As part of the academic exchange between the universities of Maiduguri and Frankfurt am Main within the Collaborative Research Centre SFB 268 “Cultural Development and Language History in the Natural Environment of the West African Savannah”, he visited Germany and worked with his colleagues Alhaji Maina Gimba, Dymitr Ibriszimow, and me on cultural vocabulary in Hausa and Bole (both Chadic languages spoken in Nigeria). Later he worked on L2 variants in the Nigerian Middle-Belt and at the eastern fringe of the Hausa language area.

From 2003 to 2005 he worked at the University of Bayreuth as a Hausa lecturer. He was extensively engaged in the academic sphere and was highly respected by his students, who greatly appreciated his style of teaching. All his colleagues admired Ahmad and his friendly character; he was a friend and partner who was always ready to discuss and collaborate.

None of us at the University of Bayreuth who knew Ahmad will ever forget him!

This obituary was written by Michael Broß and first appeared on the website of the University of Bayreuth

10th World Congress of African Linguistics (WOCAL)

The 10th World Congress of African Linguistics (WOCAL) is presently taking place online at Leiden University, June 7-12, 2021. The conference theme is African languages for sustainable societies and knowledge creation. The final programme and book of abstracts are available here.

Access to the online workshops, talks, and social events requires registration. After the conference, all presenters are encouraged to upload their pre-recorded presentations to the WOCAL 10 OSF Meeting, which makes the presentation openly accessible to the public.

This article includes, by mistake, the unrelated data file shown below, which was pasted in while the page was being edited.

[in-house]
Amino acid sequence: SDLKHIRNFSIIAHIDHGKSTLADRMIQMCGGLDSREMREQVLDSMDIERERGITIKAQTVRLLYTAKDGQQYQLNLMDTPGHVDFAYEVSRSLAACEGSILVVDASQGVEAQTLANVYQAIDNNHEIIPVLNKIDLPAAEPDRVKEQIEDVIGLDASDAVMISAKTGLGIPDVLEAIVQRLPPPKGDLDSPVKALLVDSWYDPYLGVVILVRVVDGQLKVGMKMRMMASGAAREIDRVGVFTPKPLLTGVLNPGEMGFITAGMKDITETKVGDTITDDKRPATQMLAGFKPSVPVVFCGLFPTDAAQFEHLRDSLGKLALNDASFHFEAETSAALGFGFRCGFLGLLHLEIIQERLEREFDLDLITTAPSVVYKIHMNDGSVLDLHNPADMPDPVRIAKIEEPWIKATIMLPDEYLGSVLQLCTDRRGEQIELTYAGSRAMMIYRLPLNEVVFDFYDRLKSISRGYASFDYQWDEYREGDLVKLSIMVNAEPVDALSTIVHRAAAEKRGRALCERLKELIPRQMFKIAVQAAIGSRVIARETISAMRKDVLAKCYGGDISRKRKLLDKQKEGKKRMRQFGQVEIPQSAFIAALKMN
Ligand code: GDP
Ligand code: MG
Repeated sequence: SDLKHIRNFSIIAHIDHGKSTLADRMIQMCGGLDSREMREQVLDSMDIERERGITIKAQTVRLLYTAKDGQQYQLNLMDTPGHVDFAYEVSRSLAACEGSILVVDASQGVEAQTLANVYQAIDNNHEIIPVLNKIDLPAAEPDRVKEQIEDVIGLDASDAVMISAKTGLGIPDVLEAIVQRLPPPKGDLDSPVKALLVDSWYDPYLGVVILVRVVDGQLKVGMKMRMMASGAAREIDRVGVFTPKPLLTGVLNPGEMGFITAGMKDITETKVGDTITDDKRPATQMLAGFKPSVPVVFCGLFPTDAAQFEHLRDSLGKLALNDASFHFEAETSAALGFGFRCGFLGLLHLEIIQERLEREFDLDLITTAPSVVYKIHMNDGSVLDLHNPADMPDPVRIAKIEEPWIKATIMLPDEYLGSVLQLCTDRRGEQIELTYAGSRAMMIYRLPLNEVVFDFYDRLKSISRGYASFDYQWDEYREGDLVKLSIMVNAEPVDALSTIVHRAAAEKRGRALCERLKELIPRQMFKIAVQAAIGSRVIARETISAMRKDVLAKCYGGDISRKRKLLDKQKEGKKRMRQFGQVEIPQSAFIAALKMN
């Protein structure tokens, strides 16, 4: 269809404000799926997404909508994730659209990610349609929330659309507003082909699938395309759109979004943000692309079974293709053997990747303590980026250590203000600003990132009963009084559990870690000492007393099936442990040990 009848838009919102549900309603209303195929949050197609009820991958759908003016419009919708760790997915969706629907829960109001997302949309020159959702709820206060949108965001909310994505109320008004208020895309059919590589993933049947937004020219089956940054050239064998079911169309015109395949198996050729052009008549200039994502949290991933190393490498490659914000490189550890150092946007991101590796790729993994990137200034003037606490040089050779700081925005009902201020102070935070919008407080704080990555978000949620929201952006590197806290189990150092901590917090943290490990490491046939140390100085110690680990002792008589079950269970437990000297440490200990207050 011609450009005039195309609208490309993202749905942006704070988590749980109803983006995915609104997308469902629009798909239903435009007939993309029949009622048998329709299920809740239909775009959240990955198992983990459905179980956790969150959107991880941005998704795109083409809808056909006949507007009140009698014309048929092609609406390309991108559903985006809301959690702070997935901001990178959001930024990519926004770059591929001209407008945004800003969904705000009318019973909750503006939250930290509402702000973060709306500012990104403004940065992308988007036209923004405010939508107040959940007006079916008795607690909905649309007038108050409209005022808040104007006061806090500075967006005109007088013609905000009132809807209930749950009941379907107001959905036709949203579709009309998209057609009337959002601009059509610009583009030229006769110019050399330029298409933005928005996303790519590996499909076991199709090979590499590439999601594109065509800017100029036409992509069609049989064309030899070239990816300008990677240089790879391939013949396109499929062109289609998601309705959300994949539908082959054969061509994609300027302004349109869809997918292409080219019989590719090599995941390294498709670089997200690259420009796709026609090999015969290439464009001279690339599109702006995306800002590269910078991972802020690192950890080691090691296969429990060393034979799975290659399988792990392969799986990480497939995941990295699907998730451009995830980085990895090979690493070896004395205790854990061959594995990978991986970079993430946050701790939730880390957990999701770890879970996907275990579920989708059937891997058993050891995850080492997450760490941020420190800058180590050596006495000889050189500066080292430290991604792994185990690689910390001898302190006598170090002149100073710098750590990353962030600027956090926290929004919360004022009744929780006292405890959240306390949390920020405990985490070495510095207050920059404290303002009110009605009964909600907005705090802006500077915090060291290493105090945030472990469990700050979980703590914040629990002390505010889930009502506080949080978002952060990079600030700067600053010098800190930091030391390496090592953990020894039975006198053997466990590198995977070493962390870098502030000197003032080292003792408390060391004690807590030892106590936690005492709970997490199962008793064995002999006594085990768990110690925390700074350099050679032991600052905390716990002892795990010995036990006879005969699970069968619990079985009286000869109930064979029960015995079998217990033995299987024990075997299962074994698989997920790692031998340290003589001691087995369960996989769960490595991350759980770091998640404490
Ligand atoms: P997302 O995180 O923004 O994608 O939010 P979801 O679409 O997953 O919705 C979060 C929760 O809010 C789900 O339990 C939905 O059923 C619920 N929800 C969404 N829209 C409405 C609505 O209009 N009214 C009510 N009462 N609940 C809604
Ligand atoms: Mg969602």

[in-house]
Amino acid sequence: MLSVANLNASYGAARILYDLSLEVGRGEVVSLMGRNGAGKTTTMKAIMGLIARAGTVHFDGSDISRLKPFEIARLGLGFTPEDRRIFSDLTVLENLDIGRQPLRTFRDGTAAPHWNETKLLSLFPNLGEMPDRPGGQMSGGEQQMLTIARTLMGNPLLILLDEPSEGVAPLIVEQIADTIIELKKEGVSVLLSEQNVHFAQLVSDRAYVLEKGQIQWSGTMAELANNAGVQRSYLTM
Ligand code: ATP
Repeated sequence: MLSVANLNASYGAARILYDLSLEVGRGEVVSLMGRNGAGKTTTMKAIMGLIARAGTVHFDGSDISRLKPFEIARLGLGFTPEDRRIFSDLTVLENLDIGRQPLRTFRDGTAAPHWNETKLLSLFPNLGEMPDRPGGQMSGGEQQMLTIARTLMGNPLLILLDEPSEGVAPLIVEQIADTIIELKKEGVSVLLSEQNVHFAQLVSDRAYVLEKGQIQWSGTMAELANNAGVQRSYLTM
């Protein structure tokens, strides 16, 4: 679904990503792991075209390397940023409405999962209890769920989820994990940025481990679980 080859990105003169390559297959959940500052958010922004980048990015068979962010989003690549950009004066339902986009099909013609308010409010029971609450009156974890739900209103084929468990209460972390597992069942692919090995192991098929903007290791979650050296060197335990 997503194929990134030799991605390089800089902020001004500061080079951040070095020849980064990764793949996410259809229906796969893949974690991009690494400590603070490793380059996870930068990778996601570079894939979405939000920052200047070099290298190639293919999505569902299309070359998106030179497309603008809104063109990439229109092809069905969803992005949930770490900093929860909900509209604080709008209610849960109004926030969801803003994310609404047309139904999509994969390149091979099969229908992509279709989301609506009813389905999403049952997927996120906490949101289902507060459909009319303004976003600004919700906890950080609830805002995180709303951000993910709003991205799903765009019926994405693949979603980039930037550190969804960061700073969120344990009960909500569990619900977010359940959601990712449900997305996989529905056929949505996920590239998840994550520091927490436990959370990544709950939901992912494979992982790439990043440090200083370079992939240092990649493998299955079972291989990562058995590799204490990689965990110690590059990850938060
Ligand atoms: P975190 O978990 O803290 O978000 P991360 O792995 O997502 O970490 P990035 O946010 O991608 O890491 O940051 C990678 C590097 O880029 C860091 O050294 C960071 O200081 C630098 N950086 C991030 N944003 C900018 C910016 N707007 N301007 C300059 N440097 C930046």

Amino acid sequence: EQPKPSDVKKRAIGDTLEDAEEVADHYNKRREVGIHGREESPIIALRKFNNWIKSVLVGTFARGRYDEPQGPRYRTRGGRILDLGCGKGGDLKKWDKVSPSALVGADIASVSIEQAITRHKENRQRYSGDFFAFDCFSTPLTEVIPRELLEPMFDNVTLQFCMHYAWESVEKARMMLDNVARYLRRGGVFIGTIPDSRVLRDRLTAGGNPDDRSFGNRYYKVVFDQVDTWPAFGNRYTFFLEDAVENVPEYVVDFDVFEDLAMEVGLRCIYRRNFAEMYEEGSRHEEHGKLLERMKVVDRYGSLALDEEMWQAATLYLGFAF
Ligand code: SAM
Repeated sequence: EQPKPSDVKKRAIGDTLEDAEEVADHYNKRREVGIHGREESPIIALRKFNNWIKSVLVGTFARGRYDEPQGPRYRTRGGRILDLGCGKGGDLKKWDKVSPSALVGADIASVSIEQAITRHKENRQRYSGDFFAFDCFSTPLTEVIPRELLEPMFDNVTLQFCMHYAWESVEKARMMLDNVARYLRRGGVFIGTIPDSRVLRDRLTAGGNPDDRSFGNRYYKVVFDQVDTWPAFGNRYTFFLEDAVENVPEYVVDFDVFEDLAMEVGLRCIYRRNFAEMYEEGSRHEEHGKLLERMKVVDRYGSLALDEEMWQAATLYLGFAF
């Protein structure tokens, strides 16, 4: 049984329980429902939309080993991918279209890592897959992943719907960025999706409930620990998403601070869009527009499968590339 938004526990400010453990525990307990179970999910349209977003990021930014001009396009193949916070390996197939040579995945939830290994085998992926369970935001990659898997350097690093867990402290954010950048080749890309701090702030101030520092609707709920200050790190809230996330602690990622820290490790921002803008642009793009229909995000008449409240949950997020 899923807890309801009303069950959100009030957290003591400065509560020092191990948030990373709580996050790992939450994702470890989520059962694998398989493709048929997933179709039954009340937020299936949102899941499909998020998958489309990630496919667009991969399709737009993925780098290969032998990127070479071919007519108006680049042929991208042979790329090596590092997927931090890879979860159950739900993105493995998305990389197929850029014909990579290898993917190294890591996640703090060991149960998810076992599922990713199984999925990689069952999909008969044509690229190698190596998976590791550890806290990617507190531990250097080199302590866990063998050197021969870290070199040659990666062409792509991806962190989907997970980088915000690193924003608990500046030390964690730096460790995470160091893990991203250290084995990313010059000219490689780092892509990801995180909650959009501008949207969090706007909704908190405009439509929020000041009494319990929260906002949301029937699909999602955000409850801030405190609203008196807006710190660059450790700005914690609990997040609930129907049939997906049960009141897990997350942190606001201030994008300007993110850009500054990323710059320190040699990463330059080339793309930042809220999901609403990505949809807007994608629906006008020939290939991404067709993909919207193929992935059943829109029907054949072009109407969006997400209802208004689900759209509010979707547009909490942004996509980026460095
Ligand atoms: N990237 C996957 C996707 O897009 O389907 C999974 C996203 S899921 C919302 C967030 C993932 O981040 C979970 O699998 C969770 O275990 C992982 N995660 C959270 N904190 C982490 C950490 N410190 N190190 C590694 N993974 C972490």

Skype Talk on “The Determiner in Makary Kotoko Narrative Discourse”

Joseph Lovestrand has sent the following invitation to another Skype Talk:

The Chadic Languages & Cultures group, run by Cameroonian linguists, is meeting online Saturday 29 May, 5 PM, Cameroon time (GMT+1). All are welcome to join the discussion (in French and English)!

Chadic Languages & Cultures
Saturday, 29 May, 2021
5-6 PM (Cameroon time, GMT+1)
*Note the later time compared to previous sessions*
Join via Skype:

Hannah Olney
Trinity Western University (Canada)


The Makary Kotoko [Chadic] determiner is not a grammatically obligatory marker. Although constrained by the identifiability of the referent, speakers are not required to use the determiner in any particular instance. In narrative texts, the distribution of the determiner can be understood through the principles of attention guidance and salience. The primary pattern of distribution is “salience tracking”, where referents receive determiner marking any time they are directly involved in the narrative. Exceptions to this pattern still contribute to the narrator’s overall goal of attention guidance. In addition, two texts displayed a different distribution pattern, “salience flagging”, where the determiner occurred less frequently but still for the purpose of attention guidance. Finally, I propose that the difference between these two patterns may be a result of the process of determiner grammaticalization.

[The presentation will be in English.]

Skype talk on an NLP project on the Zaar and Hausa languages

Joseph Lovestrand has sent us the following message:

The Chadic Languages & Cultures group, run by Cameroonian linguists, is meeting online again this Saturday April 24, 9 AM, Cameroon time (GMT+1). All are welcome to join the discussion (in French and English)!

Chadic Languages & Cultures
Saturday, April 24, 2021
9-10 am (Cameroon time, GMT+1)
Join via Skype:

Bernard Caron will present his upcoming work on treebanks and automated descriptive grammars for an NLP project (CNRS) on the Zaar and Hausa languages.